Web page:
Europe Plans Its Own Conflict Zone Database for Airlines
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A website built to track conflict zones throughout the world, built by the International Civil Aviation Organization to help airlines route around trouble spots, has drawn criticism due to infrequent updates and now European officials are taking matters into their own hands.
The site was built following the tragic 2014 incident in which Malaysia Airlines flight MH17 was shot down by a missile while flying over a conflict zone in Ukraine. Founded with the intention of helping airlines reroute flight paths around conflict zones, the website has drawn complaints from several officials for sporadic updates.
The ICAO is aware of these complaints and has promised to audit the site and make improvements if necessary. Despite these promises, representatives from the European Aviation Safety Agency and the European Commission have joined the IATA in calling for a new, better information sharing system.
They contend that there is “a need for an alternate information sharing and distribution process taking place at European level." The representatives from these various agencies have formed a task force to set up such a conflict database.
The goal is to create a common approach to assessing threat levels from conflict zones and then quickly updating information about these danger zones so that airlines have access to the latest warnings and can adjust their routes to avoid potential threats that have recently arisen. The task force also called for better information sharing between all EU countries.
There are two different kinds of threats from current conflict zones. The first is a commercial jet getting caught in the crossfire of a conflict, which is essentially what happened to MH17, which was shot down by a missile in 2014 in Ukraine.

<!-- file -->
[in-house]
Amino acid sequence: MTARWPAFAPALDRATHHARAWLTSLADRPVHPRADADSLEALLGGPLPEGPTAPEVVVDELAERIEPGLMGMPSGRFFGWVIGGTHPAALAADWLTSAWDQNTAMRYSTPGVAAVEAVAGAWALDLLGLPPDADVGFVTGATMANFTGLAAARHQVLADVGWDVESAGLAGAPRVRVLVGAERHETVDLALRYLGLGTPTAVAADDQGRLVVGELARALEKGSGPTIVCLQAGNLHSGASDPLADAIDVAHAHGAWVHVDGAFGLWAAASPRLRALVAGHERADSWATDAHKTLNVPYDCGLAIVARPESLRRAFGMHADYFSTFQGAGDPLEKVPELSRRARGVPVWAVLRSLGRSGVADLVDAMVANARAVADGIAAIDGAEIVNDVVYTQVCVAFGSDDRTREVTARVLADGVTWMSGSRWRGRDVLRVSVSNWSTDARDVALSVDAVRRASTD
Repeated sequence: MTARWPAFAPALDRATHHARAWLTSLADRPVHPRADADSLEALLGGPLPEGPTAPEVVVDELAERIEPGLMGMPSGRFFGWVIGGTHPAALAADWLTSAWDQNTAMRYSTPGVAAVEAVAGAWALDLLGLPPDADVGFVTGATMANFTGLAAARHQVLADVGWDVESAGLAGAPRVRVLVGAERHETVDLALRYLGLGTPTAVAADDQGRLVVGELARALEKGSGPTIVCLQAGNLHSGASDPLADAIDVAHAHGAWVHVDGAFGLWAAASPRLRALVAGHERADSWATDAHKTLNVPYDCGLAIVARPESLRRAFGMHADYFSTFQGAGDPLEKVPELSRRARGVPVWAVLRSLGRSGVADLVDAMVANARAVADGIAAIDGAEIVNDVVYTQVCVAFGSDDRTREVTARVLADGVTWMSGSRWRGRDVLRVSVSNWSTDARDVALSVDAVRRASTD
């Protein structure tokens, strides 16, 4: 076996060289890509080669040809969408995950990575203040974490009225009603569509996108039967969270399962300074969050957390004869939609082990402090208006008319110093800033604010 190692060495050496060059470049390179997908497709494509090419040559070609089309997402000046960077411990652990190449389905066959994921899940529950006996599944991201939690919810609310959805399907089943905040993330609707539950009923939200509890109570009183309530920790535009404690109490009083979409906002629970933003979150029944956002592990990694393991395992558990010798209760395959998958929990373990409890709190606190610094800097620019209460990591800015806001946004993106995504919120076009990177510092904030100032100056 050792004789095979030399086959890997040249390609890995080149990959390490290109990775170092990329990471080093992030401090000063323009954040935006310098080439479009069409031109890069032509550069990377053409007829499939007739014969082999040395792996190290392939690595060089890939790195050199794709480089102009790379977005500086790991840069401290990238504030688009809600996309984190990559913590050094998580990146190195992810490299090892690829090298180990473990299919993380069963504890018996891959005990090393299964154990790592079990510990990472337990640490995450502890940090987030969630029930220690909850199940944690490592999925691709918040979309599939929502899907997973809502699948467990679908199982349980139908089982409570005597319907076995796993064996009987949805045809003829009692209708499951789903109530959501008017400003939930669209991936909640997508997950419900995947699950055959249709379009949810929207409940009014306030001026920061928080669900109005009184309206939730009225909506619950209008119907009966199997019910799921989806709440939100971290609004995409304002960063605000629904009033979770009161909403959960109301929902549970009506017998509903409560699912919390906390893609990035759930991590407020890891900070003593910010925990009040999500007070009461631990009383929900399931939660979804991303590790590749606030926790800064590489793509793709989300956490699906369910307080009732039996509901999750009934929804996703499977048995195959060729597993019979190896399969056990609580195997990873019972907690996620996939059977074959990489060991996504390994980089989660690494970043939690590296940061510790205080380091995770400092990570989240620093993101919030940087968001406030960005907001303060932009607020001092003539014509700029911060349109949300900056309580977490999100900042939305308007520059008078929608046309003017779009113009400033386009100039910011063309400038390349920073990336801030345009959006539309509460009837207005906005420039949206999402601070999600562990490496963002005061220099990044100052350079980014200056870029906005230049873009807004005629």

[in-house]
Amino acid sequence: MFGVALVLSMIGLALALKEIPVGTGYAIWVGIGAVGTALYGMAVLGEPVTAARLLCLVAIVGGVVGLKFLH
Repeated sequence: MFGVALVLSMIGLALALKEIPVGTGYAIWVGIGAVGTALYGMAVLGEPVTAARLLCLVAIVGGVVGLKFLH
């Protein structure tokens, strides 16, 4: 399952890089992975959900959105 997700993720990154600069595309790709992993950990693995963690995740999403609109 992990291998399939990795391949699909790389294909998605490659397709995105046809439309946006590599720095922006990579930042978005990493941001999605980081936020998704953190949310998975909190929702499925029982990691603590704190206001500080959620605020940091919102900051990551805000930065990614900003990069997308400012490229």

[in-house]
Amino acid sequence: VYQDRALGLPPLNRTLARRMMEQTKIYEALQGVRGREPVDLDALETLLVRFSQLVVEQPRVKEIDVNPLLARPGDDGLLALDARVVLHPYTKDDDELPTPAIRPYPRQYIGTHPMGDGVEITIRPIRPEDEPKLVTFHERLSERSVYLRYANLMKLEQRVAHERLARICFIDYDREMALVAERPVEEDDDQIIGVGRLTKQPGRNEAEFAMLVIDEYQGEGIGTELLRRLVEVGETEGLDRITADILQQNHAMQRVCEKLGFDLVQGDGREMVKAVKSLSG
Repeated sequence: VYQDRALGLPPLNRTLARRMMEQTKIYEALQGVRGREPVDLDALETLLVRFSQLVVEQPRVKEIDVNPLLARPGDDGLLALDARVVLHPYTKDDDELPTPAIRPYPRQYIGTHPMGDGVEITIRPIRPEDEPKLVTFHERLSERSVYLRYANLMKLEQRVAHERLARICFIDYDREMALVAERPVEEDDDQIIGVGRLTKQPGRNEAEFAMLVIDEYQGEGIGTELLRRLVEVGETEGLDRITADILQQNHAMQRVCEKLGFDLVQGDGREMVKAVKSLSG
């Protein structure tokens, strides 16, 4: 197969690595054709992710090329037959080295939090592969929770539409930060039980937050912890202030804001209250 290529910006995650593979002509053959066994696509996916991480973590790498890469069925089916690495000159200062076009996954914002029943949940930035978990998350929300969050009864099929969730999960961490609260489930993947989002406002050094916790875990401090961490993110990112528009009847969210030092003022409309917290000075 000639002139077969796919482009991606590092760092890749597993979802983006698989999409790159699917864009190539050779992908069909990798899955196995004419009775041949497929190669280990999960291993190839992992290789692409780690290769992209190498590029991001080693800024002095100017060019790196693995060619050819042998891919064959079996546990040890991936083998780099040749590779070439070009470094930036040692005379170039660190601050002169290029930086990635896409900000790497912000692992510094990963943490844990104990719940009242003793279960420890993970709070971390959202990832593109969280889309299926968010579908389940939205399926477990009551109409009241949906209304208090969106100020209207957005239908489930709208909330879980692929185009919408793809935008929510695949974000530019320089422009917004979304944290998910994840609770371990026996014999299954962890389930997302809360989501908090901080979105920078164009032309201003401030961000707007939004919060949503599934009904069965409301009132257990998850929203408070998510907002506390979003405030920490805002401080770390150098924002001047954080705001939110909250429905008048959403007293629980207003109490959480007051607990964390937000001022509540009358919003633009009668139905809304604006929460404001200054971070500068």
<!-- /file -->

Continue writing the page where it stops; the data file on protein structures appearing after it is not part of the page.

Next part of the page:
The other kind of threat comes from terror groups like those in Iraq or Syria getting control of anti-aircraft weapons and using them to deliberately target commercial airliners. This threat is what has European authorities the most worried, and it is the reason why they want to take intelligence and information sharing into their own hands rather than waiting for the UN to make improvements to their system.
Airlines often fly over conflict zones. However, they usually on do so when they think that local armed forces do not have weapons that are able to reach high altitudes.
The problem is that as conflicts shift, different armed groups could come into an area that was previously deemed safe for commercial flights. Also, some previously poorly-armed terror group could obtain better weaponry that could potentially reach 35,000 feet and be used to target an airliner.
So there would appear to be a need for a more aggressive and comprehensive information collection and sharing effort in the aviation industry. The EU task force thinks it can do a better job than the UN when it comes to addressing this particular issue. It looks like they will get a chance to prove it.
More by Josh Lew
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